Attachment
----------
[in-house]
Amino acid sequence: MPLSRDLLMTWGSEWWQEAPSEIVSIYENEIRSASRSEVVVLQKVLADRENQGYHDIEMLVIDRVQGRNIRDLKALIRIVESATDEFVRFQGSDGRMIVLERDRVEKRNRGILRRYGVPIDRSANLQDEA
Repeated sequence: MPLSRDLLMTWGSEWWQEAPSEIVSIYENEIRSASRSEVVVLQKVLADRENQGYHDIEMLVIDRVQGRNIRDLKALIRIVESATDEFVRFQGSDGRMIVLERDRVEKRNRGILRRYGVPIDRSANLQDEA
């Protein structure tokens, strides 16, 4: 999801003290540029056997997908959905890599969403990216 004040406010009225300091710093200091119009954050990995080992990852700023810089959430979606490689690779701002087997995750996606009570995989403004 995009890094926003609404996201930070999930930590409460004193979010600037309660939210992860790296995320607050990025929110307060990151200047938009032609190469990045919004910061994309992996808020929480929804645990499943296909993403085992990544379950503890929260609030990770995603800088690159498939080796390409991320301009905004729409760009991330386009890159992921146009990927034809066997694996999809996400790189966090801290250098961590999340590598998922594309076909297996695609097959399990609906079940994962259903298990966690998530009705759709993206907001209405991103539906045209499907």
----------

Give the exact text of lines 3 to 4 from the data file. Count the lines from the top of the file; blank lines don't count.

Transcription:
Repeated sequence: MPLSRDLLMTWGSEWWQEAPSEIVSIYENEIRSASRSEVVVLQKVLADRENQGYHDIEMLVIDRVQGRNIRDLKALIRIVESATDEFVRFQGSDGRMIVLERDRVEKRNRGILRRYGVPIDRSANLQDEA
């Protein structure tokens, strides 16, 4: 999801003290540029056997997908959905890599969403990216 004040406010009225300091710093200091119009954050990995080992990852700023810089959430979606490689690779701002087997995750996606009570995989403004 995009890094926003609404996201930070999930930590409460004193979010600037309660939210992860790296995320607050990025929110307060990151200047938009032609190469990045919004910061994309992996808020929480929804645990499943296909993403085992990544379950503890929260609030990770995603800088690159498939080796390409991320301009905004729409760009991330386009890159992921146009990927034809066997694996999809996400790189966090801290250098961590999340590598998922594309076909297996695609097959399990609906079940994962259903298990966690998530009705759709993206907001209405991103539906045209499907």